May brings many wonderful exhibitions on the ceramic scene, including a sweeping historical review of Bizen ware at the Ibaraki Ceramic Art Museum. Titled “Captivation of Bizen Unglazed Stoneware,” this runs until June 27. Bizen, as with most pottery styles, is named after a town, in this case one located in Okayama Prefecture. Bizen ware, which has been crafted since the late Heian/early Kamakura periods (late 12th-early 13th centuries), mainly comprised earthy everyday items before the style was introduced to the exclusive tea world during the 16th century.
Falling out of favor in the 19th century and facing extinction, Bizen kilns were figuratively “re-lit” after Toyo Kaneshige (1896-1967) revitalized the spirit of Bizen in the early 20th century. It is to Kaneshige that all current Bizen potters owe the style’s present popularity.
On display in this comprehensive exhibition are 134 works, including such legendary pieces as a vase dating from 1557 and a Kaneshige mizusashi (water jug) that was used to decorate 62 yen postage stamps in 1991. The show concludes with works by the definer of contemporary Bizen, Ryuichi Kakurezaki (1950-).
“Captivation of Bizen Unglazed Stoneware” runs till June 27 at Ibaraki Ceramic Art Museum. Open 9:30 a.m.-5 p.m.; admission 700 yen. The museum is a 70-minute express train ride from Ueno Station on the Joban Line to Tomobe Station, from where there is a free city bus service. By car, the museum is a 10-minute drive from the Tomobe exit on the Kita-Kanto Expressway.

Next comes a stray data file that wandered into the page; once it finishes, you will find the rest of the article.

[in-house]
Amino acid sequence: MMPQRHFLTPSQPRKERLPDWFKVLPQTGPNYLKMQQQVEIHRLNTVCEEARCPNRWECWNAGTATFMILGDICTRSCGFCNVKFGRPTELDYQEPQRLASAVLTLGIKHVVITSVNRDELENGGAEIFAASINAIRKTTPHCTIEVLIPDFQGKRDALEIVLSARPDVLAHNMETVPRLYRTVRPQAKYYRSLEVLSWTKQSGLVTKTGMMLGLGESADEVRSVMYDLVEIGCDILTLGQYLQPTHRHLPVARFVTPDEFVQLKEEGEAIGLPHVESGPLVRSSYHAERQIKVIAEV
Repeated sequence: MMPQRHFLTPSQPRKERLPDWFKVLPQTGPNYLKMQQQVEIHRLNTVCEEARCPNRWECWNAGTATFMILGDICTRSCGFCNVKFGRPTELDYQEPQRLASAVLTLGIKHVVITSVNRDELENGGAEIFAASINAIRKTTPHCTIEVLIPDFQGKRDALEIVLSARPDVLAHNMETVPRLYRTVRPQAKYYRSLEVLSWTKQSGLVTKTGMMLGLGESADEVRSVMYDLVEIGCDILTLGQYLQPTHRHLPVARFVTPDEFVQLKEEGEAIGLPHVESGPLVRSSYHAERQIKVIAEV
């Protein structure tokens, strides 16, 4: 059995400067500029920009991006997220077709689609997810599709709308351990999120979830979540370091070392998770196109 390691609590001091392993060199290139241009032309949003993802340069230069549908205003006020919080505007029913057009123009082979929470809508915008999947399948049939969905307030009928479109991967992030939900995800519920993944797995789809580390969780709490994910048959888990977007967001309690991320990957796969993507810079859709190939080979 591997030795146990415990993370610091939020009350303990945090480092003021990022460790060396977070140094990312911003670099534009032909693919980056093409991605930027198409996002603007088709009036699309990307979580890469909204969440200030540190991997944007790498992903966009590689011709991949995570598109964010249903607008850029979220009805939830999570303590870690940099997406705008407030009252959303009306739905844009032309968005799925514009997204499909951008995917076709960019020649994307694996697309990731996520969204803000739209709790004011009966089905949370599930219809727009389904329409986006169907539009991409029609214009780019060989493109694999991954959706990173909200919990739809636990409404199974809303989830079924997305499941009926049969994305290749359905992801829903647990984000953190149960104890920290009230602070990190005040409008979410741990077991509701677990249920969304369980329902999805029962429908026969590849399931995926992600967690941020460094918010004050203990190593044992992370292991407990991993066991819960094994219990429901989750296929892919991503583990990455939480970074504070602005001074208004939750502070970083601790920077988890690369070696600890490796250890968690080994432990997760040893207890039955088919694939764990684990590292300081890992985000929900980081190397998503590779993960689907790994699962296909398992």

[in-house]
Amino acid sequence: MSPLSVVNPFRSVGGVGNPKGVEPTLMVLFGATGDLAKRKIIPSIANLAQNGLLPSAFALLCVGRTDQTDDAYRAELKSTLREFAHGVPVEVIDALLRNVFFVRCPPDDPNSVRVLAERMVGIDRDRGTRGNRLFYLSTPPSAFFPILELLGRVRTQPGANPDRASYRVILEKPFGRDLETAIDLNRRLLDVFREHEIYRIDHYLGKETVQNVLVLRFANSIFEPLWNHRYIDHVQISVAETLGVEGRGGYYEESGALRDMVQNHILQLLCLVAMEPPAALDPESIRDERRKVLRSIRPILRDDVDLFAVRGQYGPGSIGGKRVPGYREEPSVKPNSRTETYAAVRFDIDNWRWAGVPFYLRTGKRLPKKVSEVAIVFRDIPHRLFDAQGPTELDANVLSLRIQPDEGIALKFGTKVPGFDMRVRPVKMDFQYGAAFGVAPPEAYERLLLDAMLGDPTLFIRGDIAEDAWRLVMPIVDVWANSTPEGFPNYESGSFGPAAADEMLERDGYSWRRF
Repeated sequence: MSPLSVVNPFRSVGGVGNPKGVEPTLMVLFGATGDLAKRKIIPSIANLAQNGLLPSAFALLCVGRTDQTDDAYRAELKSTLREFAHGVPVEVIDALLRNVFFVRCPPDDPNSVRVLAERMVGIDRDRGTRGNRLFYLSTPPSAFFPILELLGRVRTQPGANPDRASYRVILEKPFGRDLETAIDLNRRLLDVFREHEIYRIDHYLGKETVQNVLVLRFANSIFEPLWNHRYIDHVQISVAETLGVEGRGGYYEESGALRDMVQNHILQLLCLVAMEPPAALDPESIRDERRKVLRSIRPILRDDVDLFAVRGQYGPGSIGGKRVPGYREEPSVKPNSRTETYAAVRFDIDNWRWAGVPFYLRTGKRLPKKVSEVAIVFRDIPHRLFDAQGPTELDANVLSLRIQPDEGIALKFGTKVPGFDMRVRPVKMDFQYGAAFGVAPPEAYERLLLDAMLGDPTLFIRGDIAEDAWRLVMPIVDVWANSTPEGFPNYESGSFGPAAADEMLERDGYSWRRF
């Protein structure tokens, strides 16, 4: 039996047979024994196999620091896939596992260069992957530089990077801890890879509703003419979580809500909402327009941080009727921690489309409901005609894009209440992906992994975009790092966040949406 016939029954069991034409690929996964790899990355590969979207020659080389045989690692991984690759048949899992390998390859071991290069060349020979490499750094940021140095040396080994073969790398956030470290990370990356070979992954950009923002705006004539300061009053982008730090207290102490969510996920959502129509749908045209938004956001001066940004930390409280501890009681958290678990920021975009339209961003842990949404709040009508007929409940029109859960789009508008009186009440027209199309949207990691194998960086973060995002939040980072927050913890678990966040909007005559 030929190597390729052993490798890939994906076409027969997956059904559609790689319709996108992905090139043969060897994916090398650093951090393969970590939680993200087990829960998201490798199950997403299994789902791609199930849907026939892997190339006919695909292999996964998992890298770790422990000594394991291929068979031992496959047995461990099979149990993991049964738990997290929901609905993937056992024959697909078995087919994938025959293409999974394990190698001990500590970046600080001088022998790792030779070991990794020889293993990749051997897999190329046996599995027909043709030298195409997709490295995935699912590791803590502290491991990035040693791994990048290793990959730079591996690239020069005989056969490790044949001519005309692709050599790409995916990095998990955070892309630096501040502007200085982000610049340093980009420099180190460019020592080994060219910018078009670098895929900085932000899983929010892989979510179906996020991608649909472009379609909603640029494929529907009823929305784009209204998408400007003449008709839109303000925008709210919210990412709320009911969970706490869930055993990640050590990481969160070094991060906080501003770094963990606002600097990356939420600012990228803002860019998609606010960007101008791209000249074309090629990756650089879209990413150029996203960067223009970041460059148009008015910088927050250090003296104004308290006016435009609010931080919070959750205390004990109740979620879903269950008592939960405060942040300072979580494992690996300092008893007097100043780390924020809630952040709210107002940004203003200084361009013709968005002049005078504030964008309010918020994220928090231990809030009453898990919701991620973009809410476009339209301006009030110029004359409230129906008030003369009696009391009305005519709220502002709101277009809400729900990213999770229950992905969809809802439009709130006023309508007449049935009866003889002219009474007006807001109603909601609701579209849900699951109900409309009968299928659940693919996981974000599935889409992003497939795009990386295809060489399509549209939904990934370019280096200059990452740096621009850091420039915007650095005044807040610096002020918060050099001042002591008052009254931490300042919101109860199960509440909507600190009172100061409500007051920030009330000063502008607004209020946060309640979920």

Starting May 12 in Tokyo, then traveling to four other locales, is an exhibition offering the chance to see two legendary potters showing together for the first time. The impact on 20th-century Japanese Mino ceramics (Shino, Oribe, Yellow Seto and Black Seto) of Toyozo Arakawa (1894-1985) and Tokuro Kato (1897-1985) was so profound that, like Kaneshige for Bizen, they are responsible for rekindling the flames in their respective areas of Toki, Gifu Prefecture, and Seto in Aichi Prefecture. Both specializing in tea wares, the “quiet” Arakawa and the “dynamic” Kato were rivals of sorts — but their rivalry brought out the best in each. Held at Nihonbashi Takashimaya’s eighth-floor hall, this is sure to be a very popular exhibition. (The exhibition runs till May 24 in Nihonbashi, then travels to Yokohama Takashimaya, May 26-June 7; Nagoya Matsuzakaya Museum, Sept. 11-Oct. 3; Sano Museum, Mishima, Saitama Prefecture, Oct. 8-Nov. 8; and Kyoto Takashimaya, Feb. 23-Mar. 7, 2005.)
Other exhibitions of note include a showing of tea wares by former Prime Minister Morihiro Hosokawa at Kochukyo, next to Nihonbashi Takashimaya, May 18-22. Hosokawa is a very able potter making a variety of styles, including Raku and Shigaraki.
At Ginza Wako is Kyoto’s Kazuo Takiguchi, who has a wonderful sense of humor and line. The exhibition will focus on everyday wares and runs May 18-25. (Please note Wako is closed on Sundays.)
John Dix will be showing his wood-fired pots at Gallery Shun, May 12-16. Dix hails from Michigan and studied in Bizen before establishing his own kiln in Hyogo Prefecture in 1995. Gallery Shun, (03) 3444-7665, is located in Hiroo, Tokyo, near Meijiya Plaza.
In Kansai, potter Ken Matsuzaki, who is based in Mashiko, Tochigi Prefecture, celebrates his 25th exhibition at Umeda Hankyu in Osaka, May 26-June 1. Matsuzaki’s exhibitions always feature hundreds of works in Shino and Oribe, as well as sublime ash-glazed works fired in a wood-burning kiln.
Finally, don’t miss the powerful black works of one of the most important ceramic sculptors of our day, Yo Akiyama — on display at the Inax Tile Museum in Tokoname, Aichi Prefecture, till June 6.